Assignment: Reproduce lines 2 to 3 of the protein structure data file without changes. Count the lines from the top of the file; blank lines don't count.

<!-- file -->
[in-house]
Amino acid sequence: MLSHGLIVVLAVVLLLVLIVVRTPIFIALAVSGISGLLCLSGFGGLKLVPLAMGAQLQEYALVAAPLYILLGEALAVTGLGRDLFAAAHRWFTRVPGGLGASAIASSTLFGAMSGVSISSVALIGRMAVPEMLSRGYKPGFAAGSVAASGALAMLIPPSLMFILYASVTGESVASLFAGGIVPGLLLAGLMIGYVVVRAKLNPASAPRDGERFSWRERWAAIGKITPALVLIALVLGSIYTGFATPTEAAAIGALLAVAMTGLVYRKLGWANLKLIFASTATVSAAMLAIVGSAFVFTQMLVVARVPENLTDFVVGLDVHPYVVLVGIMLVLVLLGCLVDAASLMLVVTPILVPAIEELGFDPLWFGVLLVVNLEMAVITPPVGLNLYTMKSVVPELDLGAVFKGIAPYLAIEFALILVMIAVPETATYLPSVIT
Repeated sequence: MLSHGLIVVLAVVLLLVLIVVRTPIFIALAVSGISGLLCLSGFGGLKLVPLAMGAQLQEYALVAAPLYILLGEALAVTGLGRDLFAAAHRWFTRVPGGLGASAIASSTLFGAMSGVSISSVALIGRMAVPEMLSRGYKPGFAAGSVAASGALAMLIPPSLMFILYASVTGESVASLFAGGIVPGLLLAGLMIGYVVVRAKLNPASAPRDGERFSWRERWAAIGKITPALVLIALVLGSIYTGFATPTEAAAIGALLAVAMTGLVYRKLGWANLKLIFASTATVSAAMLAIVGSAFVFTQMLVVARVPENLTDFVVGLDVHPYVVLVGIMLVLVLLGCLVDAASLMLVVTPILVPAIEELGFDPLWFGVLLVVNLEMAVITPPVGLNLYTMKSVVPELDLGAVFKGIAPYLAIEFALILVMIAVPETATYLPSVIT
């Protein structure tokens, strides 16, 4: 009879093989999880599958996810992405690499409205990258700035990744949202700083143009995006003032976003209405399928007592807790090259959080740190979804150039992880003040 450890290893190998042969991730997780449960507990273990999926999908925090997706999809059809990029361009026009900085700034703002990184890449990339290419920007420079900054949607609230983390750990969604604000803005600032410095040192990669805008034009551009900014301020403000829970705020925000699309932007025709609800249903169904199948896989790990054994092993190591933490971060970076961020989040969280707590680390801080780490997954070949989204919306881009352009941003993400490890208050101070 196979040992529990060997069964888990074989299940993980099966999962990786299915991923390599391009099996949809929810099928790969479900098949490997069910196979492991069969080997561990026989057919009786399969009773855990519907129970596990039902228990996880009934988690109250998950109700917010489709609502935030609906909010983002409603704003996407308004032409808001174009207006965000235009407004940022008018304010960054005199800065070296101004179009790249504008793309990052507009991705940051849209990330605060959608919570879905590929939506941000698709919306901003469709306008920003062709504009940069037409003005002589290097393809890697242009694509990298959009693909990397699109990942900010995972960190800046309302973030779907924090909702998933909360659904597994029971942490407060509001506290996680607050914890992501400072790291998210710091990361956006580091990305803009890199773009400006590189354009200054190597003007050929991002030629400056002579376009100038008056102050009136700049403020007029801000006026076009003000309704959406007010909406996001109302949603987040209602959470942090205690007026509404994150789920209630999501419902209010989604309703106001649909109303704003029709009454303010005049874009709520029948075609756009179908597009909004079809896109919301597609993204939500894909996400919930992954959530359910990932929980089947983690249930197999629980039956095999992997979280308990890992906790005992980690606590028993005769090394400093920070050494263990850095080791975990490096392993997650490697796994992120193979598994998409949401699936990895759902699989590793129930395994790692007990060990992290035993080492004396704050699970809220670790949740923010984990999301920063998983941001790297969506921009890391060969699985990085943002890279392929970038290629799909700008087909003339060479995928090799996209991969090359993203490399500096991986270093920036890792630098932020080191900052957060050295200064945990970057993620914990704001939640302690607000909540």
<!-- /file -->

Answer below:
Amino acid sequence: MLSHGLIVVLAVVLLLVLIVVRTPIFIALAVSGISGLLCLSGFGGLKLVPLAMGAQLQEYALVAAPLYILLGEALAVTGLGRDLFAAAHRWFTRVPGGLGASAIASSTLFGAMSGVSISSVALIGRMAVPEMLSRGYKPGFAAGSVAASGALAMLIPPSLMFILYASVTGESVASLFAGGIVPGLLLAGLMIGYVVVRAKLNPASAPRDGERFSWRERWAAIGKITPALVLIALVLGSIYTGFATPTEAAAIGALLAVAMTGLVYRKLGWANLKLIFASTATVSAAMLAIVGSAFVFTQMLVVARVPENLTDFVVGLDVHPYVVLVGIMLVLVLLGCLVDAASLMLVVTPILVPAIEELGFDPLWFGVLLVVNLEMAVITPPVGLNLYTMKSVVPELDLGAVFKGIAPYLAIEFALILVMIAVPETATYLPSVIT
Repeated sequence: MLSHGLIVVLAVVLLLVLIVVRTPIFIALAVSGISGLLCLSGFGGLKLVPLAMGAQLQEYALVAAPLYILLGEALAVTGLGRDLFAAAHRWFTRVPGGLGASAIASSTLFGAMSGVSISSVALIGRMAVPEMLSRGYKPGFAAGSVAASGALAMLIPPSLMFILYASVTGESVASLFAGGIVPGLLLAGLMIGYVVVRAKLNPASAPRDGERFSWRERWAAIGKITPALVLIALVLGSIYTGFATPTEAAAIGALLAVAMTGLVYRKLGWANLKLIFASTATVSAAMLAIVGSAFVFTQMLVVARVPENLTDFVVGLDVHPYVVLVGIMLVLVLLGCLVDAASLMLVVTPILVPAIEELGFDPLWFGVLLVVNLEMAVITPPVGLNLYTMKSVVPELDLGAVFKGIAPYLAIEFALILVMIAVPETATYLPSVIT